Key Factors Influencing Wider Adoption of Blue–Green Infrastructure in Developing Cities
Numerous fast-growing coastal cities in the Global South are exposed to coastal, fluvial and pluvial floods, as a consequence of decades-long rapid urbanisation and weak enforcement of planning regulations. Integrating Blue–Green Infrastructure (BGI) concepts into the development of the urban landscape has the potential to increase flood resilience and offer broader environmental benefits. BGI is an innovative approach that combines water management and green infrastructure to maintain natural water cycles and enhance environmental and urban renewal.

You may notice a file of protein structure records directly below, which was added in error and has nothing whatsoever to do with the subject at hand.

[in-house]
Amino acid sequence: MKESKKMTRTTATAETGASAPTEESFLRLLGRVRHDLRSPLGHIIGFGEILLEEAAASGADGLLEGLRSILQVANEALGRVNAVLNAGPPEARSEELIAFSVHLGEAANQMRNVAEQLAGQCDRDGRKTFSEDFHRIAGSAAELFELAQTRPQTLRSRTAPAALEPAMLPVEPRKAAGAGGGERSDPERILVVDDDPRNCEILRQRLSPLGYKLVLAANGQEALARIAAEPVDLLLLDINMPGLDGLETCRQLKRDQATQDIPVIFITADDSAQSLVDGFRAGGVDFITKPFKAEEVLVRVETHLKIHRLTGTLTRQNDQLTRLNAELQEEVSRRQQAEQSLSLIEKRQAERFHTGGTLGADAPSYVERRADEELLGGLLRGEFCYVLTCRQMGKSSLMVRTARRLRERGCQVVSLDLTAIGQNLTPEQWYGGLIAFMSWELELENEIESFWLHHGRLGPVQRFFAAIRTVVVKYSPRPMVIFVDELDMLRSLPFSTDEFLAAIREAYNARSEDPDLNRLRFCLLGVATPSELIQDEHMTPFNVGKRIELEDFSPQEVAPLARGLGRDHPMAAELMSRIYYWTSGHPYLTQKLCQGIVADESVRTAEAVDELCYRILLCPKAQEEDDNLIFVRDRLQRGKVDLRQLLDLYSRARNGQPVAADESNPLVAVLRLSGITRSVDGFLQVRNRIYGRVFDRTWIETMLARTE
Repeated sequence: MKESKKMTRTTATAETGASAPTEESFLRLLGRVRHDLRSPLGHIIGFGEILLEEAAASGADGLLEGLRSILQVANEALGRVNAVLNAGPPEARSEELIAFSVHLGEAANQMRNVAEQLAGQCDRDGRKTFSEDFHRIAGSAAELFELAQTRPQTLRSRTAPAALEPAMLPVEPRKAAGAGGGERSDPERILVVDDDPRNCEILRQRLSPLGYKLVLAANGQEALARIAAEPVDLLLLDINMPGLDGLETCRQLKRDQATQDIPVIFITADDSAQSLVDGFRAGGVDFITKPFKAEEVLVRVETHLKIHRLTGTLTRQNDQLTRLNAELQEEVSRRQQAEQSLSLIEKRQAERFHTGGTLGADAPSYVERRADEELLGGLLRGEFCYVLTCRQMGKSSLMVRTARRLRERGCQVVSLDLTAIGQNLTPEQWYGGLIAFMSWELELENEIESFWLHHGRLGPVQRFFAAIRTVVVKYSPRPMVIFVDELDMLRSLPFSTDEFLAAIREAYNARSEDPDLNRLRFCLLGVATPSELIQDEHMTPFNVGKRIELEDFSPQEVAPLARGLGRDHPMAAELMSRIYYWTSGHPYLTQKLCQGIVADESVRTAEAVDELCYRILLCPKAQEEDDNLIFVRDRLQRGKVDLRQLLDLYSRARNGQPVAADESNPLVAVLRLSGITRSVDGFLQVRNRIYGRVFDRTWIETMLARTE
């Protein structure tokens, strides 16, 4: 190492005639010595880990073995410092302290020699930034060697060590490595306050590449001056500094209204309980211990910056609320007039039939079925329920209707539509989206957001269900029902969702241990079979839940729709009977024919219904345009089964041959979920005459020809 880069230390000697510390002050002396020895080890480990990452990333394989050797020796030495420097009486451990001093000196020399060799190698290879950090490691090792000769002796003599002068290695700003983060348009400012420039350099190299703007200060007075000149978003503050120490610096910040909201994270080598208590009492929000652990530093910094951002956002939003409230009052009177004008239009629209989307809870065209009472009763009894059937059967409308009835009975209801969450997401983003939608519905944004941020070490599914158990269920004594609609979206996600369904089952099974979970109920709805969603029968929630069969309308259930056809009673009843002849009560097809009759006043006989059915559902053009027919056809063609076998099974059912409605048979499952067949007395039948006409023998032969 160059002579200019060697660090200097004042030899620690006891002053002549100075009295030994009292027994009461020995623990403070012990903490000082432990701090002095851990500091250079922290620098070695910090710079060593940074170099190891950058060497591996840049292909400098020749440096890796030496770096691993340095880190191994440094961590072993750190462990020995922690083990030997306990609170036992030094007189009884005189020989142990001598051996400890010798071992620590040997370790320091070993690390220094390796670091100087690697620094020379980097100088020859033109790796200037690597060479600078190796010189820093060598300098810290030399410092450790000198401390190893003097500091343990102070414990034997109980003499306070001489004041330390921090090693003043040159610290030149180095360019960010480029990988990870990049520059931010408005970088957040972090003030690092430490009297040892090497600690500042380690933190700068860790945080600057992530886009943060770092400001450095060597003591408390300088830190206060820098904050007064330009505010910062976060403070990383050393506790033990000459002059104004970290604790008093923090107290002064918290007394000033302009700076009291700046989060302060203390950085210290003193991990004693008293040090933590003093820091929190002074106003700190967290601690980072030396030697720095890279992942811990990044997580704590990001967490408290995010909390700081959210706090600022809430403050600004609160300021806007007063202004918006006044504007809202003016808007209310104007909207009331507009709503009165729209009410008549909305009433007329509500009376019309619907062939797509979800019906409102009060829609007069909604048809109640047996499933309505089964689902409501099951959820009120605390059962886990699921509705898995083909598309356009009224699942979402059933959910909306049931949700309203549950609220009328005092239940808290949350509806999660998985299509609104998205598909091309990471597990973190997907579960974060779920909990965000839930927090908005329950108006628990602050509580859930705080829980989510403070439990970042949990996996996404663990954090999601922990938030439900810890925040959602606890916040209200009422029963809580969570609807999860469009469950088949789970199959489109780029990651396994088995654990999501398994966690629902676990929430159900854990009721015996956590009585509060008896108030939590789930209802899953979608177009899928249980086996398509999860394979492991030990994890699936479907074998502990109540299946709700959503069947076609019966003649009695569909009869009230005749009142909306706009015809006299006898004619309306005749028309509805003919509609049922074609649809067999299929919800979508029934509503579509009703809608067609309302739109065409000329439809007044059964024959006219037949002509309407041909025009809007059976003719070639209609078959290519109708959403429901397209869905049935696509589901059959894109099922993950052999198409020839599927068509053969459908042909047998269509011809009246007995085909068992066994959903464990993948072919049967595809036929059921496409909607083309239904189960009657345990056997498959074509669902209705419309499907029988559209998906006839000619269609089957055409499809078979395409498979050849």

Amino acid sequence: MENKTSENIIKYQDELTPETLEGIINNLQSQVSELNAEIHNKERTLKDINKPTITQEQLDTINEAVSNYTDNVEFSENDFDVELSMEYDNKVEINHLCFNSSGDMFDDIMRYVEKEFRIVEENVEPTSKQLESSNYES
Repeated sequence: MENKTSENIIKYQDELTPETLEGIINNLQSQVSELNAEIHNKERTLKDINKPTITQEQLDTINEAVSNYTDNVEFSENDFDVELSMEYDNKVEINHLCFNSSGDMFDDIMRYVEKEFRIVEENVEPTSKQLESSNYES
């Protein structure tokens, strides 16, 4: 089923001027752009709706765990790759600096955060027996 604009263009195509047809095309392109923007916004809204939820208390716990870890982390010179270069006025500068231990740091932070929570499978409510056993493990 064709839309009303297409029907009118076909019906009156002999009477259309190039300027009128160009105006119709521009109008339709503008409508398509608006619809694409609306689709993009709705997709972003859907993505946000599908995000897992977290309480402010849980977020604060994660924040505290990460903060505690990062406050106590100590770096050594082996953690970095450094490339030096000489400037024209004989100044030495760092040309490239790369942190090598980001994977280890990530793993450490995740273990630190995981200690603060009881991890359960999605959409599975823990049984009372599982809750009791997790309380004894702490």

This paper identifies socio-economic, cultural and political challenges influencing BGI adoption in Semarang city in Indonesia. Data was collected from residents of three communities through interviews, questionnaires and focus groups with policymakers and community representatives. The combined quantitative and qualitative data provide an understanding of the specific socio-economic, cultural and political issues at play and reveal flood experience as well as perceptions of community members regarding flood management. Challenges are presented from the point of view of residents and local policymakers and are based on a framework for facilitating local BGI adoption, setting the principles of “inclusive”, “appropriate” and “proactive” as pre-conditions for enhancing community resilience to flooding.